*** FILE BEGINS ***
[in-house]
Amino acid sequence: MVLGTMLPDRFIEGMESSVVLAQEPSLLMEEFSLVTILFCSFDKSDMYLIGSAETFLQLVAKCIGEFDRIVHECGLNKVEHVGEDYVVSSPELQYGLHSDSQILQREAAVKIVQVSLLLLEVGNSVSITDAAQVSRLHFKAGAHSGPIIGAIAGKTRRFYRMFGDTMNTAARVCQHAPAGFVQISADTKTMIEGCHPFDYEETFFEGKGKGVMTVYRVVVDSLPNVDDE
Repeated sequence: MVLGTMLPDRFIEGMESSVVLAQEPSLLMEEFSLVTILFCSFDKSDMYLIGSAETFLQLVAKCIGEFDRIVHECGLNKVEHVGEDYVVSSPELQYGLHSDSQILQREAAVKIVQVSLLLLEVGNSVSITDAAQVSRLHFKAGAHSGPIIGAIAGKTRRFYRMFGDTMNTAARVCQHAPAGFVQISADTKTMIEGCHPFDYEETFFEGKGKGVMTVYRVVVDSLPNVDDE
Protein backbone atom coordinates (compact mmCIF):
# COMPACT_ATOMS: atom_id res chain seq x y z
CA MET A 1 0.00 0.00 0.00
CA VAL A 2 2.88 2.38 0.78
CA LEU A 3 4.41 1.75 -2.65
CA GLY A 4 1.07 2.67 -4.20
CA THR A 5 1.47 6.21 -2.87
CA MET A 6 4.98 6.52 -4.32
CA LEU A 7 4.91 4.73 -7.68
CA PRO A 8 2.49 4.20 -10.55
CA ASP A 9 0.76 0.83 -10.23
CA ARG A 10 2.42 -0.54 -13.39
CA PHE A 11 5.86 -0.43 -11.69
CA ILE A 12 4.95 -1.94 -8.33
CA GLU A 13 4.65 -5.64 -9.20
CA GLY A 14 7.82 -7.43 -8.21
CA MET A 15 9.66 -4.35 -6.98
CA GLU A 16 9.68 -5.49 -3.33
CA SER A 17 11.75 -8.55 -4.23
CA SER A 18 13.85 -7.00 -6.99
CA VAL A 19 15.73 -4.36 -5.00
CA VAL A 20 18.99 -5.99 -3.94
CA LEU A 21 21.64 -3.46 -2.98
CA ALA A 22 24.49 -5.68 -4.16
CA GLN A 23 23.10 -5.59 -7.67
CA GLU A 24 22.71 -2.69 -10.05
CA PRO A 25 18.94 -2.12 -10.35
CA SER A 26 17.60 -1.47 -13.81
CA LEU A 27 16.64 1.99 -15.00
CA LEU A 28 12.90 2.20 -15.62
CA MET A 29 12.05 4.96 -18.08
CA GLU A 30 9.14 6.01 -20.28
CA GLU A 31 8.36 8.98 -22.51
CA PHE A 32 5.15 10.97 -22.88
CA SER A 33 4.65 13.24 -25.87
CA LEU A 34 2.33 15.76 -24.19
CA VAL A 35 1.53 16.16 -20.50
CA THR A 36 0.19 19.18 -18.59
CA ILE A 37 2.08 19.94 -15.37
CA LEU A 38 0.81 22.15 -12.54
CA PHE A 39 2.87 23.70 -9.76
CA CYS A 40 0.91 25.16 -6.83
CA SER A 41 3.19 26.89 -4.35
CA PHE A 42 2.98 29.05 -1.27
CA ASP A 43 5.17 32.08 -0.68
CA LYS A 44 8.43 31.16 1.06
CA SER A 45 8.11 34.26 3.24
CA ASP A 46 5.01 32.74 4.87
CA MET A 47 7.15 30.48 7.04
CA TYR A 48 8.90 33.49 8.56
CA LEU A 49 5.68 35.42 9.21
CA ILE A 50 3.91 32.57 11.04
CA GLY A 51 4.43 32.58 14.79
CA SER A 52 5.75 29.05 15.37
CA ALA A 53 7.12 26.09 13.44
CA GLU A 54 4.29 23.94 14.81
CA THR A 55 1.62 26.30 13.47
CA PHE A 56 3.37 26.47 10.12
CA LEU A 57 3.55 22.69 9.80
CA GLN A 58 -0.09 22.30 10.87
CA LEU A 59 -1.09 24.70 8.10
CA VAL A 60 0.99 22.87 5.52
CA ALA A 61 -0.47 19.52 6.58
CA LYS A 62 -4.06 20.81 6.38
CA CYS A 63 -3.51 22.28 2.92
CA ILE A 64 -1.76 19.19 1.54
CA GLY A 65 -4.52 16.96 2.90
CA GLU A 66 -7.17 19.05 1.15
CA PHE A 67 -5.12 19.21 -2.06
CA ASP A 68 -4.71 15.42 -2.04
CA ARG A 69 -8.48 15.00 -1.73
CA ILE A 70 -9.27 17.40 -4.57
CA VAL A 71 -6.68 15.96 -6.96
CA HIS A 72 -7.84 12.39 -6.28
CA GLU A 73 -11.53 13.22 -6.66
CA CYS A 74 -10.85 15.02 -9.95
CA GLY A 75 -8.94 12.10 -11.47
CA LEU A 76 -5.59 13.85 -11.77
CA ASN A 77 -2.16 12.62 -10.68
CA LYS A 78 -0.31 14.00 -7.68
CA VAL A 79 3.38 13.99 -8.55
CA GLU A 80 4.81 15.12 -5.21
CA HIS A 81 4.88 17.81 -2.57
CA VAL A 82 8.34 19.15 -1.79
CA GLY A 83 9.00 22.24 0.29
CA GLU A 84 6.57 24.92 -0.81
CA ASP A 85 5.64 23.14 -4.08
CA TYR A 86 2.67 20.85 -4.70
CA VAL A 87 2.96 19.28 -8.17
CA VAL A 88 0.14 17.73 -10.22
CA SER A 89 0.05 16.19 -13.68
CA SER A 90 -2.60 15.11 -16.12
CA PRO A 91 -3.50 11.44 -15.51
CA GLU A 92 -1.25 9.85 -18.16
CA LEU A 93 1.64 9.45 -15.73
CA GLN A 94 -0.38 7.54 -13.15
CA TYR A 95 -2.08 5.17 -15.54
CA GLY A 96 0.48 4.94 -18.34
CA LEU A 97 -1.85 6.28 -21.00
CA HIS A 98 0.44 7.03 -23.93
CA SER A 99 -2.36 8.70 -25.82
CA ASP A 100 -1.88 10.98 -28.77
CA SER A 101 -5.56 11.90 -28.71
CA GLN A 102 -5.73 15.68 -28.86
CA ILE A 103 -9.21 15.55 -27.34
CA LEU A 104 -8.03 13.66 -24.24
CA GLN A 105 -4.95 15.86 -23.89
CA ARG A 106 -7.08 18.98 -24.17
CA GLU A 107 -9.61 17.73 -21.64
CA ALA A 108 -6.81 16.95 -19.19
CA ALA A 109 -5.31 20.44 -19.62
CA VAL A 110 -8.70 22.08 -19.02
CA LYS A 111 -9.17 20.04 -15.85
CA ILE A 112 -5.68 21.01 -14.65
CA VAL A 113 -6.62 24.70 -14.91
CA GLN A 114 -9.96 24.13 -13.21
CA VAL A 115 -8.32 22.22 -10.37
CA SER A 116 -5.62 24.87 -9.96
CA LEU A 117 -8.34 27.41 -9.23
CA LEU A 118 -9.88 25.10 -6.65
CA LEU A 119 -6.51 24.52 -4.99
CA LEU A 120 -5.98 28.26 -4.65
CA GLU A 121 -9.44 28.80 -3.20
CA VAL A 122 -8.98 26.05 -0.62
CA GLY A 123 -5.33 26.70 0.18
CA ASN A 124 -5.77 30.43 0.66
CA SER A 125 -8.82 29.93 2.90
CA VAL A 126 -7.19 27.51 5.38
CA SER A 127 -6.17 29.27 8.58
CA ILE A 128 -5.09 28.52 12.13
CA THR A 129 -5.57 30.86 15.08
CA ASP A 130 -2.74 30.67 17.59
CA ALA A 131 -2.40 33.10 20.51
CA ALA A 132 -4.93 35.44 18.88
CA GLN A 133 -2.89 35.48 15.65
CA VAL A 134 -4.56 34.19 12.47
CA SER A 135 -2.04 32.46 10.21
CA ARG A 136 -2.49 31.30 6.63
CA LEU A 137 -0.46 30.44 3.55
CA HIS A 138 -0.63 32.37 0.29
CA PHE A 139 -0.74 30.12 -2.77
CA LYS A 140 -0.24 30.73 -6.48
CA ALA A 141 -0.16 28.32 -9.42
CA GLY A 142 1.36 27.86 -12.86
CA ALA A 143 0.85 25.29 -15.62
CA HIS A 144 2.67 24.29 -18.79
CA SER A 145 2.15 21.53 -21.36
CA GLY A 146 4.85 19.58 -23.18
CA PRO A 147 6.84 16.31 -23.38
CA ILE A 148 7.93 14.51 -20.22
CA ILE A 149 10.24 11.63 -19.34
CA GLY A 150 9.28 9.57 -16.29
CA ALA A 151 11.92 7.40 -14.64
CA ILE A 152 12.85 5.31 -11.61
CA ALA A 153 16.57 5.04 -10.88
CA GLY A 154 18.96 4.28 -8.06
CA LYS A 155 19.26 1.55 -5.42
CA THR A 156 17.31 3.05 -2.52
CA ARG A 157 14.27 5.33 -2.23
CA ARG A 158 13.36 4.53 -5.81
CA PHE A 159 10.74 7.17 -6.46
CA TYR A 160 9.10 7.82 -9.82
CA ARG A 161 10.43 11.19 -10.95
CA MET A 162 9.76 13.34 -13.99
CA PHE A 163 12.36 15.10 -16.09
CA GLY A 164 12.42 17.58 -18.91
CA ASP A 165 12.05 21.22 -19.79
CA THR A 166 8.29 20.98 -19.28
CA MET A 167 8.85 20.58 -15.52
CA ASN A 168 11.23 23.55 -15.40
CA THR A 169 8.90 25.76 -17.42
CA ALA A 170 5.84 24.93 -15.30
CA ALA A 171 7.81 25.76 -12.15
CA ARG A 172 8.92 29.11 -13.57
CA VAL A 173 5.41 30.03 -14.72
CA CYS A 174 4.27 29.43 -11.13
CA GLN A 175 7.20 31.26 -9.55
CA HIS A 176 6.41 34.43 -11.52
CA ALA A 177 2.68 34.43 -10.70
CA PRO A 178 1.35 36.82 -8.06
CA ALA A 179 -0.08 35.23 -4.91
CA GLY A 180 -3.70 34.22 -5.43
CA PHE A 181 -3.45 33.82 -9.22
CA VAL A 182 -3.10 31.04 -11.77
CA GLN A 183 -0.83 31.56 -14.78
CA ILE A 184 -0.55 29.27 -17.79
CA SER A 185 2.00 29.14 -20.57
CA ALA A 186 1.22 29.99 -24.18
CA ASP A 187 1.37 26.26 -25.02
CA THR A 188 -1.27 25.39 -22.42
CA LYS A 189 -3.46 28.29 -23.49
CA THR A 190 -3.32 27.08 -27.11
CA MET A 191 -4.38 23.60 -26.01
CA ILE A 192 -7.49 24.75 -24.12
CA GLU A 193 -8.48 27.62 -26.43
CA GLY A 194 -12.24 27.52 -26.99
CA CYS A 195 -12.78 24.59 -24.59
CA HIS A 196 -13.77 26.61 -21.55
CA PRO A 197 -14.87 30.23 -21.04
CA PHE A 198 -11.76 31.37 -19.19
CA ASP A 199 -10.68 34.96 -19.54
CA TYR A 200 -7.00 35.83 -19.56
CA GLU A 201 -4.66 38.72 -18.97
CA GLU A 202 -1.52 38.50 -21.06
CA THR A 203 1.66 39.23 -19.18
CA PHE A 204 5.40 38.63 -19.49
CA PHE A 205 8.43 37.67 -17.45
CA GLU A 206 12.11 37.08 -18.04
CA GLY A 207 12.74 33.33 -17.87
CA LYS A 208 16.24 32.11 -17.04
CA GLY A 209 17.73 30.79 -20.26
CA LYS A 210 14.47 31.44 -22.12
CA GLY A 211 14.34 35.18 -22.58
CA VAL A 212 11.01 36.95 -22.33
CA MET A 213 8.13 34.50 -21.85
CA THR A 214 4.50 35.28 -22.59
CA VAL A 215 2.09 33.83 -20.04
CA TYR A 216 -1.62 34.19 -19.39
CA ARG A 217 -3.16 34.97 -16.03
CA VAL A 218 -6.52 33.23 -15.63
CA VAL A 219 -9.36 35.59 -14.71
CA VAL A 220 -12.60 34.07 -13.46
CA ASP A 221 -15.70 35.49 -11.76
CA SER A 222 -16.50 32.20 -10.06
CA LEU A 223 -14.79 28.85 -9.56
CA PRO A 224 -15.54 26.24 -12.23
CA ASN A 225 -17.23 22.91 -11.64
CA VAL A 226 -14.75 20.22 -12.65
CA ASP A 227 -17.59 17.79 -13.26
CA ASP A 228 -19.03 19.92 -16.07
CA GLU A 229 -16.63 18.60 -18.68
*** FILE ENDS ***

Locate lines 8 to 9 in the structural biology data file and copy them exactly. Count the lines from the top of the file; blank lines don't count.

CA LEU A 3 4.41 1.75 -2.65
CA GLY A 4 1.07 2.67 -4.20